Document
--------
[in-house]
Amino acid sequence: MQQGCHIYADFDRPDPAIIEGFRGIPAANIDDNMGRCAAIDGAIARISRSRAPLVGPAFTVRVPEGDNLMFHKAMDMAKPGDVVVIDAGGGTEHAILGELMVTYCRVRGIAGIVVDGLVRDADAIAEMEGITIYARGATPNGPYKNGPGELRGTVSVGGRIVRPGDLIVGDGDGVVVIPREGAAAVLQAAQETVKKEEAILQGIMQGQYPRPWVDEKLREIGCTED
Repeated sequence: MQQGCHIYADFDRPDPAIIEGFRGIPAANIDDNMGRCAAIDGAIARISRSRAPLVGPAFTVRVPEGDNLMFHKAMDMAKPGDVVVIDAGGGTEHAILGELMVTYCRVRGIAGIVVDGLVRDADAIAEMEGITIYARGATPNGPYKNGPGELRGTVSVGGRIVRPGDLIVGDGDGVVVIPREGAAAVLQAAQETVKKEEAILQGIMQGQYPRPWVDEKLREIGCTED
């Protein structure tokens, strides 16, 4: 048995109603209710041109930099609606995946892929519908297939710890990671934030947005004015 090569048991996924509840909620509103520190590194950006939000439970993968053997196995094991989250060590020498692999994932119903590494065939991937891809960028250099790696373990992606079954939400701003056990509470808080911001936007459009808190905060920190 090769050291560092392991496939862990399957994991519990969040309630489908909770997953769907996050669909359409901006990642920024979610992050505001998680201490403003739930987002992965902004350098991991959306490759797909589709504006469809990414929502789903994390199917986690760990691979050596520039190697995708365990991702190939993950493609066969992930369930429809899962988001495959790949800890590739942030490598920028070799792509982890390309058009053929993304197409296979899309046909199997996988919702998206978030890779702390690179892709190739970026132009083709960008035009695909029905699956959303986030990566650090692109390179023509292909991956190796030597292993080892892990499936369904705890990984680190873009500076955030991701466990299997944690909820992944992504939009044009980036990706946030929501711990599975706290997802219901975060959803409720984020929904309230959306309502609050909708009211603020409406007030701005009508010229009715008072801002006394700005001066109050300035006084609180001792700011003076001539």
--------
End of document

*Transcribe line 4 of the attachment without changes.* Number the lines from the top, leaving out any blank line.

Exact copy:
């Protein structure tokens, strides 16, 4: 048995109603209710041109930099609606995946892929519908297939710890990671934030947005004015 090569048991996924509840909620509103520190590194950006939000439970993968053997196995094991989250060590020498692999994932119903590494065939991937891809960028250099790696373990992606079954939400701003056990509470808080911001936007459009808190905060920190 090769050291560092392991496939862990399957994991519990969040309630489908909770997953769907996050669909359409901006990642920024979610992050505001998680201490403003739930987002992965902004350098991991959306490759797909589709504006469809990414929502789903994390199917986690760990691979050596520039190697995708365990991702190939993950493609066969992930369930429809899962988001495959790949800890590739942030490598920028070799792509982890390309058009053929993304197409296979899309046909199997996988919702998206978030890779702390690179892709190739970026132009083709960008035009695909029905699956959303986030990566650090692109390179023509292909991956190796030597292993080892892990499936369904705890990984680190873009500076955030991701466990299997944690909820992944992504939009044009980036990706946030929501711990599975706290997802219901975060959803409720984020929904309230959306309502609050909708009211603020409406007030701005009508010229009715008072801002006394700005001066109050300035006084609180001792700011003076001539």